We're also happy with the Edge Z30's gaming performance. Its Far Cry 2 scores were not only well above 60 frames per second at both resolutions, but they also came in well ahead those of the Gateway system, by roughly 10 frames per second on both Far Cry 2 tests. You might hit a graphics bottleneck at very high resolutions and image quality settings with the Edge Z30, but otherwise we'd expect this system to provide a smooth gaming experience, regardless of the title.
Unlike the last iteration of the Edge Z30, whose ability to accept a second graphics card changed after a midlife motherboard switch, this version comes to us with only a single 3D card slot. We had sort of gotten used to the idea of adding a second card to a $1,500 or so desktop, but given the price, current performance, and 550-watt power supply in this build, we can't say we really mind the Edge Z30's single card limitation.
You don't get that much room to add other components to the Edge Z30, either. Two of the four RAM slots are open, so you can at least increase the system memory. You also get a single 1x PCI Express card slot free, which lets you add a TV tuner, a sound card, or some other low-intensity expansion card. You could always ditch the Wi-Fi card as well and gain a spare standard PCI slot.
The Edge Z30 offers roughly the same number of external connections. The graphics card gives you DVI, DisplayPort, and HDMI outputs, and the motherboard covers your audio needs with 7.1 analog outputs and a single optical S/PDIF jack. For data you get a handful of USB jacks and a single eSATA input. There's also a single FireWire jack, along with a few more USB ports and a pair of analog audio inputs on the side of the case.
|Velocity Micro Edge Z30
||Average watts per hour
|Off (60 percent)
|Sleep (10 percent)
|Idle (25 percent)
|Load (5 percent)
|Annual energy cost
Annual power consumption cost
The Velocity Micro's power consumption lands where we expected it would. It scales almost exactly with its performance compared with that of its competition. With fast CPUs and graphics cards, none of these midrange gaming desktops count as environmentally-friendly, but neither are any of them inordinately power hungry. You'll pay around $5 a month or so to keep the Edge Z30 in electricity.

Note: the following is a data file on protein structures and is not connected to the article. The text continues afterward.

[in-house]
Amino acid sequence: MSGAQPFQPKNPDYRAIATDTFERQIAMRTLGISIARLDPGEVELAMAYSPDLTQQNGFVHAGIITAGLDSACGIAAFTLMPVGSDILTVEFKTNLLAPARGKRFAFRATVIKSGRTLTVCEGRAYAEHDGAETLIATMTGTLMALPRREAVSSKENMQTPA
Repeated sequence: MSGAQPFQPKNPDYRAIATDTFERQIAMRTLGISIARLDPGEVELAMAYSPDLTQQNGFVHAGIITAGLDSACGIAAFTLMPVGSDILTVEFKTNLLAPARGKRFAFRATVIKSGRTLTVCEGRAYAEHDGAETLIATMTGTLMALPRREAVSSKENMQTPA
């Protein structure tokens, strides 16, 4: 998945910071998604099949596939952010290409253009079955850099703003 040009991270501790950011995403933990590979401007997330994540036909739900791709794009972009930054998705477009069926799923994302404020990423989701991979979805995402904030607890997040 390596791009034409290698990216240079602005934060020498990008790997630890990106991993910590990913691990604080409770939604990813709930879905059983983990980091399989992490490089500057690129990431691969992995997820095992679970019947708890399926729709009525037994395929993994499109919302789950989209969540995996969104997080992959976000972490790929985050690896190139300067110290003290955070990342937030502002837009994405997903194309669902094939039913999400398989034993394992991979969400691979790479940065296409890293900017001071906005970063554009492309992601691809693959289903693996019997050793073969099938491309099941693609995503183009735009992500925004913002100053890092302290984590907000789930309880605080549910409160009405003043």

We're relatively pleased with this PC, but we can't say we're enamored with the changes Velocity Micro has made to its service policies. Its weekday service operates from 6 a.m. to 7 p.m., Pacific time, but it no longer offers Saturday phone support hours. That means West Coast customers in particular have a fairly inconvenient phone support window. You still get one-year parts and labor coverage, lifetime business hour phone support, as well as discretionary onsite support. We understand that running a support operation can be costly for vendors, but given the more-convenient policies from Velocity Micro's competition, it is certainly possible to be more generous.
Find out more about how we test desktop systems.
Dell Studio XPS SX8100-1986NBC
Windows 7 Home Premium 64-bit; 2.8GHz Intel Core i7 860; 8GB 1,333MHz DDR3 SDRAM; 1GB ATI Radeon HD 5770; 1TB Seagate 7,200rpm hard drive
Falcon Northwest Talon
Windows 7 Home Premium (64-bit); 4.0GHz (overclocked) Intel Core i7 875K; 8GB 1,333MHz DDR3 SDRAM; 1.5GB Nvidia GeForce GTX 480; 1TB Western Digital Caviar Black 7,200 rpm SATA 3.0 hard drive
Windows 7 Home Premium 64-bit; 2.8GHz Intel Core i7 860; 8GB 1,333MHz DDR3 SDRAM; 1GB ATI Radeon HD 5850; 1.5TB Seagate 7,200rpm hard drive
Windows Vista Home Premium SP1 (64-bit); 3.2GHz AMD Phenom II X6 1090T; 6GB 1,333MHz DDR3 SDRAM; 1GB ATI Radeon HD 5830; 640GB, 7,200 rpm Western Digital Caviar Black hard drive
Velocity Micro Edge Z30
Windows 7 Home Premium (64-bit); 3.3GHz (overclocked) Intel Core i7 875K; 4GB 1,333MHz DDR3 SDRAM; 1GB ATI Radeon HD 5850; (2) 500GB 7,200 rpm Hitachi hard drive